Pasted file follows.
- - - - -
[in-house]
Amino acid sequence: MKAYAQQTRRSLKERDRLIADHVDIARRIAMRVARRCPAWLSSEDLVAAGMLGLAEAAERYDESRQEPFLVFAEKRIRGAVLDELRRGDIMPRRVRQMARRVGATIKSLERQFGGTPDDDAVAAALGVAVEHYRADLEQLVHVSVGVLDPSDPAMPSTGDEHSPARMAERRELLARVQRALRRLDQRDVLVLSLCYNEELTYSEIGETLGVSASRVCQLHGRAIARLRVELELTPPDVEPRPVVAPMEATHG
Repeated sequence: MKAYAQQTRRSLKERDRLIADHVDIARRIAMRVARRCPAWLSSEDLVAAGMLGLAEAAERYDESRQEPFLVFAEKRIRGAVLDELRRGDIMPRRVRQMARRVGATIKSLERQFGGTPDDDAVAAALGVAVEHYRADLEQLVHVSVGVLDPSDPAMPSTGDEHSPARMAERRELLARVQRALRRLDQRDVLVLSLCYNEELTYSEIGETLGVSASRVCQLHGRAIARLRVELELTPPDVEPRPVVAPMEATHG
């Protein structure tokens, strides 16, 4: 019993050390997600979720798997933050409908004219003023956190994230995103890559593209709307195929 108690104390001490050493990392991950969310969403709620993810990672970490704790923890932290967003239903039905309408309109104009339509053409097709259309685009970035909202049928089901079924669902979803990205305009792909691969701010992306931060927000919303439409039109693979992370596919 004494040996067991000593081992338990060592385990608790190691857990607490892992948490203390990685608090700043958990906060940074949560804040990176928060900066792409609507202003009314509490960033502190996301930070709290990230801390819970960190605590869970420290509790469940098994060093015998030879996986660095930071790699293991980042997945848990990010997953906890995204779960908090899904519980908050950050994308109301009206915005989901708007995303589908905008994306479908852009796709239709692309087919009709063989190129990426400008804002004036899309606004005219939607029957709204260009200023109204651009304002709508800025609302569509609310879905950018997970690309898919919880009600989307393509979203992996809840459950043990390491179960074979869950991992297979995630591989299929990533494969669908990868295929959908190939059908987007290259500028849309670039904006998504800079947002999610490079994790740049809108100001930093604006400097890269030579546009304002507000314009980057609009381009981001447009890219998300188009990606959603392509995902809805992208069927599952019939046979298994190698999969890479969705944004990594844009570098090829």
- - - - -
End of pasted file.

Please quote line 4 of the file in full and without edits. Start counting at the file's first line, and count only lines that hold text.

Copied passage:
């Protein structure tokens, strides 16, 4: 019993050390997600979720798997933050409908004219003023956190994230995103890559593209709307195929 108690104390001490050493990392991950969310969403709620993810990672970490704790923890932290967003239903039905309408309109104009339509053409097709259309685009970035909202049928089901079924669902979803990205305009792909691969701010992306931060927000919303439409039109693979992370596919 004494040996067991000593081992338990060592385990608790190691857990607490892992948490203390990685608090700043958990906060940074949560804040990176928060900066792409609507202003009314509490960033502190996301930070709290990230801390819970960190605590869970420290509790469940098994060093015998030879996986660095930071790699293991980042997945848990990010997953906890995204779960908090899904519980908050950050994308109301009206915005989901708007995303589908905008994306479908852009796709239709692309087919009709063989190129990426400008804002004036899309606004005219939607029957709204260009200023109204651009304002709508800025609302569509609310879905950018997970690309898919919880009600989307393509979203992996809840459950043990390491179960074979869950991992297979995630591989299929990533494969669908990868295929959908190939059908987007290259500028849309670039904006998504800079947002999610490079994790740049809108100001930093604006400097890269030579546009304002507000314009980057609009381009981001447009890219998300188009990606959603392509995902809805992208069927599952019939046979298994190698999969890479969705944004990594844009570098090829």